Cooper, M., Colwell, C., & Jelfs, A. (2007). Embedding accessibility and usability: Considerations for e-learning research and development projects. ALT-J: Research in Learning Technology, 15(3), 231–245.
CTE Online (2010) Antibody Animation. Extracted from: http://www.cteonline.org/portal/default/Resources/Viewer/ResourceViewer;jsessionid=qQe1JtsRQ+h8BltDfNlOPA**?action=2&discussion.ascdesc=ascending&discussion.listtype=threaded&resid=19623
If you are one of the growing numbers of instructors who are curious about facilitating online learning or are actually being mandated by your institution to do so, this blog post can give you a few pointers to get you on your way.
The first thing to know about online learning is how very important building a learning community is for the success of the course itself and for what every learner will take into the future. Because of the isolation factor for both student and facilitator, it is essential in Week Zero to make these connections happen and build on them throughout the entire learning course.
How to do this?
The first step is for you, as the facilitator to write a bio about yourself. Your students will be much interested in you as the person rather than you as the academic, so concentrate on a photo, image or avatar that represents you, your hobbies, places you’ve traveled, your favorite professional organizations and journals, and other photos that can tell a story of you to your students. Here are some personal photos I use:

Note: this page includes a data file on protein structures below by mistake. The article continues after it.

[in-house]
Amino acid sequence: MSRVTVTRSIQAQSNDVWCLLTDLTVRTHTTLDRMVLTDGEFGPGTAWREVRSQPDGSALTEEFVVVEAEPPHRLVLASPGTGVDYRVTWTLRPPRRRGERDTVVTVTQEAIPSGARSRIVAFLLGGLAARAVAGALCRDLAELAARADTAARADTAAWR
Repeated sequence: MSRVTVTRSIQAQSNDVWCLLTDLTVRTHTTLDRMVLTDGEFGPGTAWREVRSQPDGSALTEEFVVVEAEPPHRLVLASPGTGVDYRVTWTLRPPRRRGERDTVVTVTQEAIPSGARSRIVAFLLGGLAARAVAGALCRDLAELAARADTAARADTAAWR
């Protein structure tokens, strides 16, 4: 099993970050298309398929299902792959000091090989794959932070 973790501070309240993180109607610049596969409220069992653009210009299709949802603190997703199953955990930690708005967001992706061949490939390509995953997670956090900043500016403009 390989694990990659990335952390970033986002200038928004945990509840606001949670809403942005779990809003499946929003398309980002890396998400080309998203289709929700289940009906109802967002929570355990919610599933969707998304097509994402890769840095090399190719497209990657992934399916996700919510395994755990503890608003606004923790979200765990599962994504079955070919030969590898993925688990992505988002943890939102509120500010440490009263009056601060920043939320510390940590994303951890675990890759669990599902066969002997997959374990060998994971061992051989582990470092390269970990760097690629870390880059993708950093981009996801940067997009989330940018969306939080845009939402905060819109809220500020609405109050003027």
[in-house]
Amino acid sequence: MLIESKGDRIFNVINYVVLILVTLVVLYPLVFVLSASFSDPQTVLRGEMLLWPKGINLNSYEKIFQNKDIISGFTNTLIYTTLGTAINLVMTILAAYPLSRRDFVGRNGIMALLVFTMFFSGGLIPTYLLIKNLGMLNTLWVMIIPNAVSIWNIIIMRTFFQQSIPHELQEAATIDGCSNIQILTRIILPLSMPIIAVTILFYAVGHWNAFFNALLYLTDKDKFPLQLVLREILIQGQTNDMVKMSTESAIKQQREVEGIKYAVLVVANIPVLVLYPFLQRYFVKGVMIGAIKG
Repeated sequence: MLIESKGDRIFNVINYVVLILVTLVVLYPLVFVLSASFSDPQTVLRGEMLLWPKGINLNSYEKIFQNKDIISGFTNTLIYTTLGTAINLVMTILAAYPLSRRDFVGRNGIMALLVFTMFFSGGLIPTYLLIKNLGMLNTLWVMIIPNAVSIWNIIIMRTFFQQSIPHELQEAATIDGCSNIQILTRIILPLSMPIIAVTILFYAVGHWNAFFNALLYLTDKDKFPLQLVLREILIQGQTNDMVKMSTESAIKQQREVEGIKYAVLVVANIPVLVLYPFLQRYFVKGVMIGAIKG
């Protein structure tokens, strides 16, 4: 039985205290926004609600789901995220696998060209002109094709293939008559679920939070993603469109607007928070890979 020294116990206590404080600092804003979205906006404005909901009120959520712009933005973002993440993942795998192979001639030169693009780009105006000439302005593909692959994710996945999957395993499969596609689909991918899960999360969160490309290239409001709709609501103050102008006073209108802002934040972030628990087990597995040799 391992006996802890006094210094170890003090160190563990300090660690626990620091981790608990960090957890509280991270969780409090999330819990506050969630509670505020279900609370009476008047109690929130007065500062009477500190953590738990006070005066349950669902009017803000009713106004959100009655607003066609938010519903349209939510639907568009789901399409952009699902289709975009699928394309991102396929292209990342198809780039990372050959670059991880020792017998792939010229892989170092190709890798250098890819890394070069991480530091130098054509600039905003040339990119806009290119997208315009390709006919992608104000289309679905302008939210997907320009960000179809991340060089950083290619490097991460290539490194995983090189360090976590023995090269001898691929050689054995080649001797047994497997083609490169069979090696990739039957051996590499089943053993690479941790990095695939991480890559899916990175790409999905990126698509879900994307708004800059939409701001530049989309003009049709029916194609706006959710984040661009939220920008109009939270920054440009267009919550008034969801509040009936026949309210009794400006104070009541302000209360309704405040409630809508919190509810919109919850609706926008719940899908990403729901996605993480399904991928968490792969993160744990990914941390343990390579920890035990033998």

Next, create an Icebreaker for your students. There are a variety of options here, but the most common are to ask your students to create a bio of him or her with a photo, image or avatar to represent themselves and information about their hobbies, family life and the ‘view from their window’. You might pose an interesting question like: “Besides your real birthday, what is one other date on the calendar that you think would have been a great day to be born and why?” (ChatPack). This request will create social presence for your students. You must also ask them to comment on their learning goals for the course, what they know about the current topic now and what they intend to do with the knowledge they hope to acquire. This creates cognitive presence and will give you an idea of their zone of proximal development.
Become a Social Negotiator and a Structural Engineer
Within the first two weeks, your role as the facilitator is to be the ‘social negotiator’, connecting with each student via email, online postings on the discussion board or the Q & A chat room and mentoring these connections happening between the students themselves.
With online learning, you have a wealth of technological tools to assist you in this process…everything from discussion boards, to blogs, wikis, instant messaging and live chat rooms. In the beginning, keep it simple, working with the technology you know and can learn easily. By the second or third iteration of your course, you’ll find yourself adding more interesting ways of using technology. The use of these technological tools fosters good textual communication between you and your students. This is essential for online success.